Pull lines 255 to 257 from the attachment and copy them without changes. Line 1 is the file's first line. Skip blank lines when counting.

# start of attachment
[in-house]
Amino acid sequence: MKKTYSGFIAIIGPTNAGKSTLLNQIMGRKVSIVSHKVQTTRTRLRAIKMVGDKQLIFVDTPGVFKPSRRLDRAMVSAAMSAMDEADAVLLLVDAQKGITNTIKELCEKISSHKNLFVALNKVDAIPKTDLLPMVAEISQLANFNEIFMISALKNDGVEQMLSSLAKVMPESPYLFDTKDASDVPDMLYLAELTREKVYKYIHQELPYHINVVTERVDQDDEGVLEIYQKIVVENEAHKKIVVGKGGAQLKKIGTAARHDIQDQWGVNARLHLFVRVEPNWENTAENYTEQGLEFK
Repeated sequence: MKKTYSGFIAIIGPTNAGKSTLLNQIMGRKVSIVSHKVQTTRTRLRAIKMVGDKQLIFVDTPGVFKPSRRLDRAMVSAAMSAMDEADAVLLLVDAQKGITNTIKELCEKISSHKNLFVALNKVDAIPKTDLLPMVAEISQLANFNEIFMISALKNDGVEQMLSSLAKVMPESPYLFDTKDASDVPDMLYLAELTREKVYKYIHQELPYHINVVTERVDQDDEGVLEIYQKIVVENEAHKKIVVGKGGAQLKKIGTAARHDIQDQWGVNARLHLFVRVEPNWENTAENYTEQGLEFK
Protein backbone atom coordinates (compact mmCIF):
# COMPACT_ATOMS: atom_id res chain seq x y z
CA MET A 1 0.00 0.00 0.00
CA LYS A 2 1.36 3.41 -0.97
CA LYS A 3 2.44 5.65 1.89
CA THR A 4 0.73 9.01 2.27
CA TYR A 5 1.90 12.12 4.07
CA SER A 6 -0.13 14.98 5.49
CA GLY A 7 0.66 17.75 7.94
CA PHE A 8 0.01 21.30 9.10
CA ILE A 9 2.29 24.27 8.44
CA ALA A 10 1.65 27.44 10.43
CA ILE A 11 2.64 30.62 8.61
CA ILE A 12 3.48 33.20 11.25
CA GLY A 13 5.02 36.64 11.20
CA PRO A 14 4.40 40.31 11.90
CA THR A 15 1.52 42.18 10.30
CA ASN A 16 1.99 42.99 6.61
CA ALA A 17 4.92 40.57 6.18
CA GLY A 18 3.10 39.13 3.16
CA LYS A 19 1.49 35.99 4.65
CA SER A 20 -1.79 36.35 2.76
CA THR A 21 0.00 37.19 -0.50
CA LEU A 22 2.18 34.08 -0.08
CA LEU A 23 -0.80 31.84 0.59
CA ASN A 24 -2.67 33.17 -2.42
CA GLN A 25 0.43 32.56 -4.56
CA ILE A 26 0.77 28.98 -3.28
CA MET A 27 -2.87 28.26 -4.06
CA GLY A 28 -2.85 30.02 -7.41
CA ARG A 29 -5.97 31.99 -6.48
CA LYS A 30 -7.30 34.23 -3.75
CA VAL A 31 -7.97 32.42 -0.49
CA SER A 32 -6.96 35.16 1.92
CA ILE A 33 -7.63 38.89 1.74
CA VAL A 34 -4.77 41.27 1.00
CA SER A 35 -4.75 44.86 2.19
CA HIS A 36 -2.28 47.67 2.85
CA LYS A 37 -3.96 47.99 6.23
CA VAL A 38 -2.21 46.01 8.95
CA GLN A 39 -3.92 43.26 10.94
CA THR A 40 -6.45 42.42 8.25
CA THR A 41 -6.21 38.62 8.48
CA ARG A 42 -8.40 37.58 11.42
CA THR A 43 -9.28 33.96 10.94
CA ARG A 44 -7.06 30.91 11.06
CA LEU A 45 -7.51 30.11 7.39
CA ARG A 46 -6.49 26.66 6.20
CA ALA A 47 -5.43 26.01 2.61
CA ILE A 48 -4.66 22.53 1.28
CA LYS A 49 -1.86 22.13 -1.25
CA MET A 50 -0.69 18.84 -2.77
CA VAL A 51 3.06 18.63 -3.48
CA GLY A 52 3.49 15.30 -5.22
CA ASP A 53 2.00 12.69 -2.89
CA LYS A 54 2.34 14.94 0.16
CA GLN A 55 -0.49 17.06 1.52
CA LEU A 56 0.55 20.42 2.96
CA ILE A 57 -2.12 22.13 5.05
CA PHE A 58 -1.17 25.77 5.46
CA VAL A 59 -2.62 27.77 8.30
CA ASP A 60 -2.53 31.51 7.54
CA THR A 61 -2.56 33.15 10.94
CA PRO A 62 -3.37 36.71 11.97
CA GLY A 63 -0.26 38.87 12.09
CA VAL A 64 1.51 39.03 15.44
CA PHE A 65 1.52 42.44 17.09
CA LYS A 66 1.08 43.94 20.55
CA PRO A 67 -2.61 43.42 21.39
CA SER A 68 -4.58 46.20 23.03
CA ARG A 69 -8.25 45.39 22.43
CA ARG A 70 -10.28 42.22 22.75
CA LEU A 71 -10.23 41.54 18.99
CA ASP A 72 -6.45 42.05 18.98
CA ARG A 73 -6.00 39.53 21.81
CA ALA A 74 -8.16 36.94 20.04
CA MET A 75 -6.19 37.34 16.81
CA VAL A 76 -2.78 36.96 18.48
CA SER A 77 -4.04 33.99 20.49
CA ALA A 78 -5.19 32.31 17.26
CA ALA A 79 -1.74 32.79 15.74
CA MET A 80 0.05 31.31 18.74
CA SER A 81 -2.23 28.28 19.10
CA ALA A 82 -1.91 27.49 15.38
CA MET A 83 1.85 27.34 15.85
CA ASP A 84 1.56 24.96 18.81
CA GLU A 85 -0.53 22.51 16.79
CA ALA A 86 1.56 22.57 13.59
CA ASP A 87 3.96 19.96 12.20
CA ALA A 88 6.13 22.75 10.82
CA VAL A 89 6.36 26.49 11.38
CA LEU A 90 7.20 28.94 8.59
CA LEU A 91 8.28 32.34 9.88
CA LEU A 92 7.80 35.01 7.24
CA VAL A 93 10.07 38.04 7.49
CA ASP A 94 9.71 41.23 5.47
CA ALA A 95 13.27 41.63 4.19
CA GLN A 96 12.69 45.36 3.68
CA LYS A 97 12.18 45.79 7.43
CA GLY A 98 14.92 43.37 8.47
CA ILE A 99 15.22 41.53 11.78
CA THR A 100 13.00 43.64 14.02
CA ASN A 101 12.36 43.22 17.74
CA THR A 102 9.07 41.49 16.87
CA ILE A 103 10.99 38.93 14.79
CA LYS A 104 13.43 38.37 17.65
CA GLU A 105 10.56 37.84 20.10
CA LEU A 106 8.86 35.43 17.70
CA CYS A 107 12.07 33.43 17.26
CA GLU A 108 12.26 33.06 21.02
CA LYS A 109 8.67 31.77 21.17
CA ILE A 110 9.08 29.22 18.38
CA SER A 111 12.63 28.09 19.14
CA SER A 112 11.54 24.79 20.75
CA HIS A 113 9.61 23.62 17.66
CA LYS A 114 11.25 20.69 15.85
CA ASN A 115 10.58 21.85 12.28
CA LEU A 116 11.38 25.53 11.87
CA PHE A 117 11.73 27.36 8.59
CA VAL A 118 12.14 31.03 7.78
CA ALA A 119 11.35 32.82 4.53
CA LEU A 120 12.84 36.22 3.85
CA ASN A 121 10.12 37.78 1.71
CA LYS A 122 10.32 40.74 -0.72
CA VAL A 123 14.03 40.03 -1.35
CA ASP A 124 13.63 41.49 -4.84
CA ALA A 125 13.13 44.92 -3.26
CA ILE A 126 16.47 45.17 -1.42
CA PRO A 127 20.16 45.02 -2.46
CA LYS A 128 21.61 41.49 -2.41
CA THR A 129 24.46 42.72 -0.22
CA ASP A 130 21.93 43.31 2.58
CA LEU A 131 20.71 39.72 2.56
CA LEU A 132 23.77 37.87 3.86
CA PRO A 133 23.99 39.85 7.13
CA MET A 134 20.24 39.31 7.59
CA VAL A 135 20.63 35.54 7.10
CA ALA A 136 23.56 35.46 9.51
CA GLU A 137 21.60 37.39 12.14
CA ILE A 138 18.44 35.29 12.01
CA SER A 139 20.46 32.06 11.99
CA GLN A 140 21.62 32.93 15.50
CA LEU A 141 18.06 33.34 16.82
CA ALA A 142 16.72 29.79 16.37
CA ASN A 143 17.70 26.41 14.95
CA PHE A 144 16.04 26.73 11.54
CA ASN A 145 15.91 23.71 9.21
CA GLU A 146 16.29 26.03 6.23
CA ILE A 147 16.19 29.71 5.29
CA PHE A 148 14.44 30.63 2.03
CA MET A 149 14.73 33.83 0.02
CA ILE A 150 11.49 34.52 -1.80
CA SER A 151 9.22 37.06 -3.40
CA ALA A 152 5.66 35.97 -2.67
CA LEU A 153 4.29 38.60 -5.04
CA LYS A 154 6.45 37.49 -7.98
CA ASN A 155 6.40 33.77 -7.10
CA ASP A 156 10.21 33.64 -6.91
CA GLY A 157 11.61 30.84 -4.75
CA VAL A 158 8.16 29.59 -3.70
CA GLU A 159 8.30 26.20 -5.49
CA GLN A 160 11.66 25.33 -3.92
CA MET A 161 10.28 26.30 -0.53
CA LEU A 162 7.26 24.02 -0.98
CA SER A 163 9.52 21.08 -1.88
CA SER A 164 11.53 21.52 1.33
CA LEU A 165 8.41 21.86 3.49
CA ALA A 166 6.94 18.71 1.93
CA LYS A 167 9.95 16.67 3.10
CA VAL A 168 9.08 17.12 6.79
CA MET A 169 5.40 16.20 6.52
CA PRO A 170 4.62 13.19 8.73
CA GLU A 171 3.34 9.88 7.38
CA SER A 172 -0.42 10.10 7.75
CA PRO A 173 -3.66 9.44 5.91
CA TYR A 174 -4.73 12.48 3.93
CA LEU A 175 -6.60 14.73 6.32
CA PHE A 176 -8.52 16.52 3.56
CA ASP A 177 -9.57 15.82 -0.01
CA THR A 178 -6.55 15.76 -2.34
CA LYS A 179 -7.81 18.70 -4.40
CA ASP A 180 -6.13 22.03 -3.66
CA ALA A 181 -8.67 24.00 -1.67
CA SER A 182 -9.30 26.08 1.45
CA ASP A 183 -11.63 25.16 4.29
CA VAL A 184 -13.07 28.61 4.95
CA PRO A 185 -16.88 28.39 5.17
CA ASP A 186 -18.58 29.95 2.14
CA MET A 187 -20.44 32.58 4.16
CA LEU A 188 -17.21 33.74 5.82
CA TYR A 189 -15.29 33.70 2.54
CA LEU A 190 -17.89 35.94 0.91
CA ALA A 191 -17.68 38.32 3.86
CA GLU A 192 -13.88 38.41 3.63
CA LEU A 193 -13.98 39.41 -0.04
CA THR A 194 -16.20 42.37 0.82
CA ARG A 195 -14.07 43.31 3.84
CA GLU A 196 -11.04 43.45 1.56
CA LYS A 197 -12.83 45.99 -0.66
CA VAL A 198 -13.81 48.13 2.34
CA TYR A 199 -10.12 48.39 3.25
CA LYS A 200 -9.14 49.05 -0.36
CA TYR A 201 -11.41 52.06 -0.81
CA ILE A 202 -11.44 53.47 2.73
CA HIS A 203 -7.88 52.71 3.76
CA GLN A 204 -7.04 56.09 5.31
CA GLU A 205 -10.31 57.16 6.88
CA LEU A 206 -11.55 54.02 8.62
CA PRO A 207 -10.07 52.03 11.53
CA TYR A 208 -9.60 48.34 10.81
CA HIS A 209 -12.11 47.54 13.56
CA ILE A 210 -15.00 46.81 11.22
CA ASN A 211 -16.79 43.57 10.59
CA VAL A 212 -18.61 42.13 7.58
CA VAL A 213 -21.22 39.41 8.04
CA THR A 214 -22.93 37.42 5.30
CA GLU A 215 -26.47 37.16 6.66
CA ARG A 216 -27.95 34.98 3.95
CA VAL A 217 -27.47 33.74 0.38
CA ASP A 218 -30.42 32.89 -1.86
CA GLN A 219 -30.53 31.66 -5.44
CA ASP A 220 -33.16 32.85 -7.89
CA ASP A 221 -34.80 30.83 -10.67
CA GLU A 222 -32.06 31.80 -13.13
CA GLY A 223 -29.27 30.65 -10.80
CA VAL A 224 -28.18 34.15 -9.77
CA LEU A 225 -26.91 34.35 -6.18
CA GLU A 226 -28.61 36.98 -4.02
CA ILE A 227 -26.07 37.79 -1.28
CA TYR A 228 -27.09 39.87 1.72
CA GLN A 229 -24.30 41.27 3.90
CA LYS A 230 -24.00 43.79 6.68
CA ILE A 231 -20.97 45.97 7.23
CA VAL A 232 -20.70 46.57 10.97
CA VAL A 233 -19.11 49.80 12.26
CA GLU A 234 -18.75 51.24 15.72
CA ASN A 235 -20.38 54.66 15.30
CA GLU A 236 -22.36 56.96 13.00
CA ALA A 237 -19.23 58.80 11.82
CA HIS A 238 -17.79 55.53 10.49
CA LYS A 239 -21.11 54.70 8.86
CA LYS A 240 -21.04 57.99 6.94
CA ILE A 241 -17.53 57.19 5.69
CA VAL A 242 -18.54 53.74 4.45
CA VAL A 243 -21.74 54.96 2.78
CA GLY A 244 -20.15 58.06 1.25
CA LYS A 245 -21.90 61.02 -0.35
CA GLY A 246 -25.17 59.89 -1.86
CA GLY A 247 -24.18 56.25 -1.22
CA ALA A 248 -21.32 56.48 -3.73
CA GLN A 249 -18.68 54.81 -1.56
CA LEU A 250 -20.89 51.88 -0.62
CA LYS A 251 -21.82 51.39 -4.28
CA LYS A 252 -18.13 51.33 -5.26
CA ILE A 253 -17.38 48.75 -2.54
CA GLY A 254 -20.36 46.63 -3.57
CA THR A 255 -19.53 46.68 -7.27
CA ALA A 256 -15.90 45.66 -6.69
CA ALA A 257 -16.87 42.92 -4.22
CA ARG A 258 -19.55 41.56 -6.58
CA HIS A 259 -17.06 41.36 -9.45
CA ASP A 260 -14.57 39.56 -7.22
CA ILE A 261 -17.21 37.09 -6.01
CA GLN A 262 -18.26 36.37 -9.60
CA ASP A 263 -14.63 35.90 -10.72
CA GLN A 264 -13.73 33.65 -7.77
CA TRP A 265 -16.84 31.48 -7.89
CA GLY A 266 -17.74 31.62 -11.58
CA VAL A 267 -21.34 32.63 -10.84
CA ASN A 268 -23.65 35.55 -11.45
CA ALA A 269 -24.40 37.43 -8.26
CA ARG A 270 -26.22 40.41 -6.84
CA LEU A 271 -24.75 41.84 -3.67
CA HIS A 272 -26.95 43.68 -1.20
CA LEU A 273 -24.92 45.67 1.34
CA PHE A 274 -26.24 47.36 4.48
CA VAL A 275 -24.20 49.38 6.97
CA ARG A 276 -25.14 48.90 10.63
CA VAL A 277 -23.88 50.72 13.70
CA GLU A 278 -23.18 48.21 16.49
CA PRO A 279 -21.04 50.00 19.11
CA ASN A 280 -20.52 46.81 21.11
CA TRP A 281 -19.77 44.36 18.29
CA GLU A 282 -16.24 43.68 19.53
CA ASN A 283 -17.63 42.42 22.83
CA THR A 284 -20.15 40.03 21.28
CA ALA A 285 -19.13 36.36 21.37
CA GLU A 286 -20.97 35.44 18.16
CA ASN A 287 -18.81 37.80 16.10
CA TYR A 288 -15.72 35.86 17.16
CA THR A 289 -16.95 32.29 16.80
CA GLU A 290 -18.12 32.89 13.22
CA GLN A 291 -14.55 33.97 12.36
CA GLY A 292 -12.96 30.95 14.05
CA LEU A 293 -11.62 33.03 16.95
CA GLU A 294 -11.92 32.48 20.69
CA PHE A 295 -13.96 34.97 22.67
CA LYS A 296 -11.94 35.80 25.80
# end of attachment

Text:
CA LEU A 250 -20.89 51.88 -0.62
CA LYS A 251 -21.82 51.39 -4.28
CA LYS A 252 -18.13 51.33 -5.26